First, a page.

Indigenous trees for Sale - Vaal Marina
Common names: mountain cabbage tree (Eng.), bergkiepersol (Afr.), umsenge (X, Sw) umsengembuzi (Z)
SA Tree No: 563
only R 100/ tree
+2783 456 4138
Call me to arrange a visit
In 20ltr bags
Trees provide shade, privacy, attractive foliage and beautiful flowers, and they also improve air quality, reduce noise and hide undesirable views. If you plant an indigenous tree, it will also work that much harder to attract birds and butterflies to your garden, while being far more drought-resistant than an exotic tree species.
WHAT ARE INDIGENOUS TREES?
A tree, or plant, is indigenous to a region or area if it grew and evolved there through natural processes. Benefits of planting indigenous varieties include the fact that it is often much hardier and more attractive to the local wildlife.
Vaal Marina Cabbage Trees
This evergreen tree makes a beautiful focal point in a garden as it has an unusual shape, interesting gnarled bark and stunning, large, grey-green leaves. Plants show up especially well in a layout where rocks are used. Gardeners growing indigenous South African plants favour them greatly for their unique appearance.
This is a short, thick-set tree, rarely exceeding 5 m in height. It is sparsely branched with grey, longitudinal fissured, thick and corky bark. The stem is thick and squat. This plant is considered a pachycaul succulent on the basis of its swollen stem base or tuber which forms early in plants grown from seed. Roots are also thick and swollen. The tree is slow growing.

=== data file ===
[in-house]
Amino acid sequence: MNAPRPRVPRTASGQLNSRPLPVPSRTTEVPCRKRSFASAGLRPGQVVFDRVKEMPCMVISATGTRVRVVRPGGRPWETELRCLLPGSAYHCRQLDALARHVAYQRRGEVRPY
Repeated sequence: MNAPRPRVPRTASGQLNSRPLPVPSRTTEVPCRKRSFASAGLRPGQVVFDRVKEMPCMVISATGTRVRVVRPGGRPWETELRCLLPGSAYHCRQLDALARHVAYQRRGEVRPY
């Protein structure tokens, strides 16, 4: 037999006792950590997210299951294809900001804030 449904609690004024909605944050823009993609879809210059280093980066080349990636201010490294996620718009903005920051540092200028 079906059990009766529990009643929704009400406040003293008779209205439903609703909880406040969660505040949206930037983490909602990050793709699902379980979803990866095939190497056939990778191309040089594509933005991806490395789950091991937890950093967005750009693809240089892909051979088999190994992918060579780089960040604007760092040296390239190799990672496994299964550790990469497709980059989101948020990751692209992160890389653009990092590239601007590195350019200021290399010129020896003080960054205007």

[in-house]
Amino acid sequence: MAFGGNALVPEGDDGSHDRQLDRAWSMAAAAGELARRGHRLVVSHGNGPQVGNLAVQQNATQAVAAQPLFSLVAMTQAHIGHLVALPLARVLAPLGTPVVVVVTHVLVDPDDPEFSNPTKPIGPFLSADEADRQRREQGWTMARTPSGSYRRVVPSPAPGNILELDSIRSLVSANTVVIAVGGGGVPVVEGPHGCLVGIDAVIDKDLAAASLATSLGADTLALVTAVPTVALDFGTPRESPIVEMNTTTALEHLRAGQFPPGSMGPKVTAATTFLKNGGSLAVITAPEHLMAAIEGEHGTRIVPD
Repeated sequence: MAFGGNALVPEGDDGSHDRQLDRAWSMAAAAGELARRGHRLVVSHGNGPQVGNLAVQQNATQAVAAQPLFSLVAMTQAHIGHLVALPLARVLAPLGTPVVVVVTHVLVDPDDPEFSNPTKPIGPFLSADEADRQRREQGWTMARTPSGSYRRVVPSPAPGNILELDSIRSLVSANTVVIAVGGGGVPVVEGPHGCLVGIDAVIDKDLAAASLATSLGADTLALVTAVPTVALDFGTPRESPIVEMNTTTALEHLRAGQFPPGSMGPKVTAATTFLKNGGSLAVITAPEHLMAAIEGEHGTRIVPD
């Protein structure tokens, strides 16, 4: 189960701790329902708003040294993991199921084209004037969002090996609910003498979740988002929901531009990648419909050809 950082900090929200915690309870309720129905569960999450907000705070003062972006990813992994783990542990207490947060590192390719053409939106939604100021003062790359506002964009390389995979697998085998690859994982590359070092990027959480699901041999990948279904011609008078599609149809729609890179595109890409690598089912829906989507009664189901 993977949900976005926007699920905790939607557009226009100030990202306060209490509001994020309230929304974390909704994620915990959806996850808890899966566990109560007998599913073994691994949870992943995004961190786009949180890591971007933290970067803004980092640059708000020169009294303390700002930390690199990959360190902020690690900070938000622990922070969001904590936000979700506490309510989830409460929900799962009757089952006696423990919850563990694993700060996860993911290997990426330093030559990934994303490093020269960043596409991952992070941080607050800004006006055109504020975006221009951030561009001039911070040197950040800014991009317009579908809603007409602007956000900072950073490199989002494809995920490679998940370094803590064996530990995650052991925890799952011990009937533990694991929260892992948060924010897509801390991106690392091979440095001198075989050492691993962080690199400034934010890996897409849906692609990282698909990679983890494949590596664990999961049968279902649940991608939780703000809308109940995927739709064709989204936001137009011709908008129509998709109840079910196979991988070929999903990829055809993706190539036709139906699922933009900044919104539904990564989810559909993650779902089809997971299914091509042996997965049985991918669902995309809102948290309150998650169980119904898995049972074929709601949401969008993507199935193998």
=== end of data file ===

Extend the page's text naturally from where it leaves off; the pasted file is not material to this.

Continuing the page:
The large, digitately compound, cabbage blue leaves are one of its most distinctive features. The leaf colour is in some part due to the thick waxy layers on the leaves, which may help protect them against severe frosts. The leaves are composed of 7-9, but sometimes up to 13 leaflets, springing from the end of a long stalk. The leaflets are up to 30 cm in length and the overall leaf can reach 60 cm. The leaflets of some forms are deeply lobed. New leaves are brighter green and emerge in a spring flush at the ends of branches.
There are two subspecies of Cussonia paniculata. The smaller mountain cabbage tree C. paniculata subsp. paniculata has leaflets without lobes and has a limited distribution in Eastern Cape. C. paniculata subsp. sinuata forms a larger tree with deeply lobed leaves and is more widespread. This is the form more commonly found in cultivation.
From January to April these trees bear small, green, stalked flowers; in short dense spikes, making up a large, branched inflorescence at the end of the trunk or branches. Flowers are followed by fleshy and purple-maroon fruits, which mature in May to June.
Distribution and habitat
Cussonia paniculata occurs inland at altitudes up to 2 100 m. It is often found in rocky places from the mountains of the Karoo and Eastern Cape through KwaZulu-Natal and Free State into Gauteng and further north. It grows in crevices filled with natural organic humus and compost. It is commonly found near Johannesburg and Pretoria. It is frost-tolerant and drought resistant.